Frequently asked questions
It usually takes 1-2 months to prepare for your interview nicely (in case you spend 4 hours daily) starting from zero level on your own. This implies:
- Defining a calendar on how to prepare
- Learning the basic frameworks/theory for cases
- Prepare your answers for the fit part (including your questions at the end of the interview)
- Learn how to answer market sizing questions
- Practice math and graph analysis
- Read examples of cases
- Practice cases, fit and communication skills live
In case you prepare with a coach, experience partner or former consultant, you can assume that every hour you will do with him/her will be worth between 2-15 hours on your own, thus decreasing significantly the preparation time.
Good news is that most of the consulting companies have pretty common personal fit questions. Bad news is that candidates may underestimate this part of preparation, although FIT questions are a very important part of the interview. So we want to share with You some basic, but the most fundamental advice for your sufficient preparation.
First, write down in advance your stories about your leadership, conflict solving skills, team skills, analytical excellence. And second, practice them by telling to your fellow students or experts. Basically, there are three main blocks of fit questions:
- "Tell me about yourself" - Usually the interviewer begins with such a question This is an opportunity for him to learn about you, and yours is an opportunity to start a nice presentation. Chronological structure for your FIT question might take a lot of time for you to reply and thus it's very difficult to take the necessary things. So, we would recommend you to start with a summary of your background, why you are relevant for consulting (or some specific company).
Next, talk about 3-4 of your roles (may be professional, education, extracurricular). The more experienced you are the more you should speak about professional roles. It can also be the distinct roles within the same organization (Company, your responsibilities, you greatest achievements there), and also your main reason why consulting or this company.
- "Why consulting?" or "Why company X?" - questions to check you motivation and how much you know about the company you want to join. In this case you use the following approach:
- Start with a story of how you found consulting
- Show the interviewer how the skills and experience that consulting offers can help propel you to achieve a dream that will transform the lives of a lot of people positively
- Round up by showing that you have certain base skills that you believe will help you strive in the firm and tell the interviewer that you are hoping that, through the interview, you can show that you truly possess these basic skills.
- Next the interviewer will also ask you to provide examples from your background to assess how good you are as a leader or a team player; how you can create impact and persuade people; or how you can achieve your goals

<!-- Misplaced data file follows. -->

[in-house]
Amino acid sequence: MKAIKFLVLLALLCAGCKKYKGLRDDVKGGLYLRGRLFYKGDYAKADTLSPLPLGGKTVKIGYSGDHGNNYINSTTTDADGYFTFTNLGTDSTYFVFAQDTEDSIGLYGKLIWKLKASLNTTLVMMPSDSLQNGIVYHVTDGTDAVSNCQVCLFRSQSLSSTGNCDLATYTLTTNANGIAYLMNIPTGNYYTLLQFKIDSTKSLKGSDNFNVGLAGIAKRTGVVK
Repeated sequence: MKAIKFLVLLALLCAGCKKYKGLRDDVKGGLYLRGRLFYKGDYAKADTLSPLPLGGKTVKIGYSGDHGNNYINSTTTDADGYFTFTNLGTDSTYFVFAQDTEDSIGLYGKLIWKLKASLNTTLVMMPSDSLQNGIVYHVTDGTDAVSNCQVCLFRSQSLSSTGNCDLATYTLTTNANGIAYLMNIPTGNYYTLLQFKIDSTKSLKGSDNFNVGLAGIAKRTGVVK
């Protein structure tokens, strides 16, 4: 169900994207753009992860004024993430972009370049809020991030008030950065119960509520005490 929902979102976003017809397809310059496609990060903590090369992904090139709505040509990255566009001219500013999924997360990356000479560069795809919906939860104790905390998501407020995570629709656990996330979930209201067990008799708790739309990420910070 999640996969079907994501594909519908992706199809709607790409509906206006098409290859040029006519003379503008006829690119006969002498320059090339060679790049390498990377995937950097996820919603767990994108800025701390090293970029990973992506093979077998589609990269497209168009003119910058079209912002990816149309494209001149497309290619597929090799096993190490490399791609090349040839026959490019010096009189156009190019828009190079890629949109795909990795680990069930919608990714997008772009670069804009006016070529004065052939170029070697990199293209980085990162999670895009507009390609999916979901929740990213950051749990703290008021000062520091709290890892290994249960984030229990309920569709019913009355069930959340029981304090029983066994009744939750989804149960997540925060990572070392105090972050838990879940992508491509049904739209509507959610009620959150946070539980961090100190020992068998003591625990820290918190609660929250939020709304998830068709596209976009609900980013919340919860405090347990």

Prepare and practice personal fit interviews – they are as important as the cases.
Every consulting company has its own type of tests and each of them has its own criteria. The most common are:
- McKinsey: PST, or more recently substituted with Imbellus in some offices and countries
- BCG: Potential test, or sometimes SHL + a logic test based on traffic lights color (two or more traffic lights are connected by codes; each code change a color of the traffic light; one of the code is broken and you have to understand which is the broken one)
- Bain: Not common in Europe, sometimes present in other countries. In Russia and Australia: written test; in America: GMAT style test
- Oliver Wyman, OC&C and Roland Berger: GMAT style math test, sometimes in person, sometimes online
The best way to prepare for the tests like GMAT, SHL and PST is to train them in advance on various platforms and sources, free or paid ones. But, preparing just for GMAT won't cover all the aspects of McKinsey Imbellus test.
Nevertheless, there are common tips on analytical tests that can be useful in your preparation:
- Be conscious with a time. Commit to a discipline to go through as many questions as possible than actually solve less. It is better to solve more even by skipping some.
- Practice a lot of math before – it is normally a key component of all the tests
- Use elimination process when you have doubts in multiple choice question
- For PST, Potential test and Written test: Practice graph interpretation
- For PST, Potential test and Written test: Practice quick reading and quick understanding of key information only Finally, it is important to understand in advance whether you get penalized for wrong answers (eg Potential Test) or not (eg PST), that may change your strategy for solving.
Excellent case interview performance is not something unachievable. It's fully in your hands to make it happen. Below we want to share some simple algorithms that you can follow in order to prepare for your case interview.
1) Start with (a) McKinsey case book, which can help you better understand the whole interview mechanics and what happens behind the stage
(b) Then read Case In Point by Cosentino to understand different types of cases and approaches to crack them
(c) Victor Cheng's LOMS (Look over my shoulder) audio tutorial - he has his own frameworks for the cases and explains how to apply them. This audio tutorial is very good to start working with cases, but bear in mind that it has its natural limitations
By the way, we're happy to share these resources with you. Just let us know at FREE RESOURCES and we will send it on your e-mail.
2) Practice your quantitative skills and fast math
3) Start training case studies with peers. It is not a 1-way talk but a real discussion between two people, while you can test the structure, the business sense and the ability to use the indices or the data communicated by the interviewer. By practicing with a partner you can feel the real limit of training using books.